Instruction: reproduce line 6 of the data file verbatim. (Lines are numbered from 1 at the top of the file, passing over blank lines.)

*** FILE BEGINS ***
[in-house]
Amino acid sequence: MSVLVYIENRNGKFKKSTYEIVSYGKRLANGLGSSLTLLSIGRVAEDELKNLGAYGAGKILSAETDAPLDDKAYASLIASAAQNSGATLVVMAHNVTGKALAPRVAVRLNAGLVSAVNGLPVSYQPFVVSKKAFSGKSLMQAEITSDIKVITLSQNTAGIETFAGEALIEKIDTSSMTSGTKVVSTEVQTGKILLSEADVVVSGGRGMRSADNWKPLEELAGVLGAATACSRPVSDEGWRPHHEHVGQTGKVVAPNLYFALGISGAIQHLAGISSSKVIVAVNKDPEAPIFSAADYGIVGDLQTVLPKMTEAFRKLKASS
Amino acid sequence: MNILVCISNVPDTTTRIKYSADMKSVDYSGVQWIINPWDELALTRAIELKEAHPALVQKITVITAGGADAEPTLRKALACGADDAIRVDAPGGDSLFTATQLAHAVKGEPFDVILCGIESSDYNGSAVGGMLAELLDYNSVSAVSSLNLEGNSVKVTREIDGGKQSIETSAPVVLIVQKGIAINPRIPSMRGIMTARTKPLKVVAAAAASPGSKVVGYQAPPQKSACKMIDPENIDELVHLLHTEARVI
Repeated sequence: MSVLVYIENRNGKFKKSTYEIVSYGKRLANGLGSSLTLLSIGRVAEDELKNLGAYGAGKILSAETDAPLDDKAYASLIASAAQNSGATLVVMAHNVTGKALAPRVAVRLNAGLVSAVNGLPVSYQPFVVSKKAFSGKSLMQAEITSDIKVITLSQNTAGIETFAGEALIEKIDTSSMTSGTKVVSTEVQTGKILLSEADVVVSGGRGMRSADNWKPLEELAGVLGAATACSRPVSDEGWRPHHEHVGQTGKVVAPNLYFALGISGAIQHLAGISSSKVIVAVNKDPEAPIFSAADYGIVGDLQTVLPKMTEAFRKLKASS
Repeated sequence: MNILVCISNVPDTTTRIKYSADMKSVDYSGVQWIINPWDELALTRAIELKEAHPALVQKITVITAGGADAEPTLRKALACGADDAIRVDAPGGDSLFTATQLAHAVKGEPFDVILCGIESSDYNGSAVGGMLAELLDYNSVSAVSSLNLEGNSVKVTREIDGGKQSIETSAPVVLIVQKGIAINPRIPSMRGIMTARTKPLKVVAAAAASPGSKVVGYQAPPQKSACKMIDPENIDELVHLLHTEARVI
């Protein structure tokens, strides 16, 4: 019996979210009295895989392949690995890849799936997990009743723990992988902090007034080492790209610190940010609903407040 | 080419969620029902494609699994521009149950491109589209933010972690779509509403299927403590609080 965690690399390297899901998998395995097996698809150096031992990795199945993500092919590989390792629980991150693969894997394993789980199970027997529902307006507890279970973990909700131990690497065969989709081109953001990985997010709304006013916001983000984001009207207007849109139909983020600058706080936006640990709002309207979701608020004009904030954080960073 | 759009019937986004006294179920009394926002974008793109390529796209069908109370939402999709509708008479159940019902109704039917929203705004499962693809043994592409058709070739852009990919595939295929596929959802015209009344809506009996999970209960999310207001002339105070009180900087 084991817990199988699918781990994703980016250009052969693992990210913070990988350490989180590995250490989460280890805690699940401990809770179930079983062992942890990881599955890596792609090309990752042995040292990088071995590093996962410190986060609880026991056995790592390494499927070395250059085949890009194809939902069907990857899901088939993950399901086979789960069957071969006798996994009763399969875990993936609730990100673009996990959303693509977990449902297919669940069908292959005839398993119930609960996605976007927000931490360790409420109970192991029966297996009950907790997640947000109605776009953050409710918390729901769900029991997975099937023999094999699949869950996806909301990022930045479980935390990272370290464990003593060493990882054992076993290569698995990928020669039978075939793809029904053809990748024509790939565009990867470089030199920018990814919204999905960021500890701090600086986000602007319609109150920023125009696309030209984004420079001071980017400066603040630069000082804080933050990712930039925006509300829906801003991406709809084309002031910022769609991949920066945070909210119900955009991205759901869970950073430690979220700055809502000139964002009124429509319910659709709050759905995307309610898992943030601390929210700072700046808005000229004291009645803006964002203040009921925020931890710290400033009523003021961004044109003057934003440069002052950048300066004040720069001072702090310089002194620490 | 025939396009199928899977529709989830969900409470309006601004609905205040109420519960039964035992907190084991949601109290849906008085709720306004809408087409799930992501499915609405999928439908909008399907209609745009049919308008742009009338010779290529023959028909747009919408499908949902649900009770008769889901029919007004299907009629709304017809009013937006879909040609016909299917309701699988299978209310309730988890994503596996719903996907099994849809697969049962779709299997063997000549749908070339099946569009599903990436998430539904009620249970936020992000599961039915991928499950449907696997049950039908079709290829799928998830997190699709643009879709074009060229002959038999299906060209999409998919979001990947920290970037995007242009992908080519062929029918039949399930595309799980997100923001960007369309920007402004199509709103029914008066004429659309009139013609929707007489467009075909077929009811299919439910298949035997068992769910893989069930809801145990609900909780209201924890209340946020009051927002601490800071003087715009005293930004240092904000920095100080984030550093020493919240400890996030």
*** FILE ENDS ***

């Protein structure tokens, strides 16, 4: 019996979210009295895989392949690995890849799936997990009743723990992988902090007034080492790209610190940010609903407040 | 080419969620029902494609699994521009149950491109589209933010972690779509509403299927403590609080 965690690399390297899901998998395995097996698809150096031992990795199945993500092919590989390792629980991150693969894997394993789980199970027997529902307006507890279970973990909700131990690497065969989709081109953001990985997010709304006013916001983000984001009207207007849109139909983020600058706080936006640990709002309207979701608020004009904030954080960073 | 759009019937986004006294179920009394926002974008793109390529796209069908109370939402999709509708008479159940019902109704039917929203705004499962693809043994592409058709070739852009990919595939295929596929959802015209009344809506009996999970209960999310207001002339105070009180900087 084991817990199988699918781990994703980016250009052969693992990210913070990988350490989180590995250490989460280890805690699940401990809770179930079983062992942890990881599955890596792609090309990752042995040292990088071995590093996962410190986060609880026991056995790592390494499927070395250059085949890009194809939902069907990857899901088939993950399901086979789960069957071969006798996994009763399969875990993936609730990100673009996990959303693509977990449902297919669940069908292959005839398993119930609960996605976007927000931490360790409420109970192991029966297996009950907790997640947000109605776009953050409710918390729901769900029991997975099937023999094999699949869950996806909301990022930045479980935390990272370290464990003593060493990882054992076993290569698995990928020669039978075939793809029904053809990748024509790939565009990867470089030199920018990814919204999905960021500890701090600086986000602007319609109150920023125009696309030209984004420079001071980017400066603040630069000082804080933050990712930039925006509300829906801003991406709809084309002031910022769609991949920066945070909210119900955009991205759901869970950073430690979220700055809502000139964002009124429509319910659709709050759905995307309610898992943030601390929210700072700046808005000229004291009645803006964002203040009921925020931890710290400033009523003021961004044109003057934003440069002052950048300066004040720069001072702090310089002194620490 | 025939396009199928899977529709989830969900409470309006601004609905205040109420519960039964035992907190084991949601109290849906008085709720306004809408087409799930992501499915609405999928439908909008399907209609745009049919308008742009009338010779290529023959028909747009919408499908949902649900009770008769889901029919007004299907009629709304017809009013937006879909040609016909299917309701699988299978209310309730988890994503596996719903996907099994849809697969049962779709299997063997000549749908070339099946569009599903990436998430539904009620249970936020992000599961039915991928499950449907696997049950039908079709290829799928998830997190699709643009879709074009060229002959038999299906060209999409998919979001990947920290970037995007242009992908080519062929029918039949399930595309799980997100923001960007369309920007402004199509709103029914008066004429659309009139013609929707007489467009075909077929009811299919439910298949035997068992769910893989069930809801145990609900909780209201924890209340946020009051927002601490800071003087715009005293930004240092904000920095100080984030550093020493919240400890996030």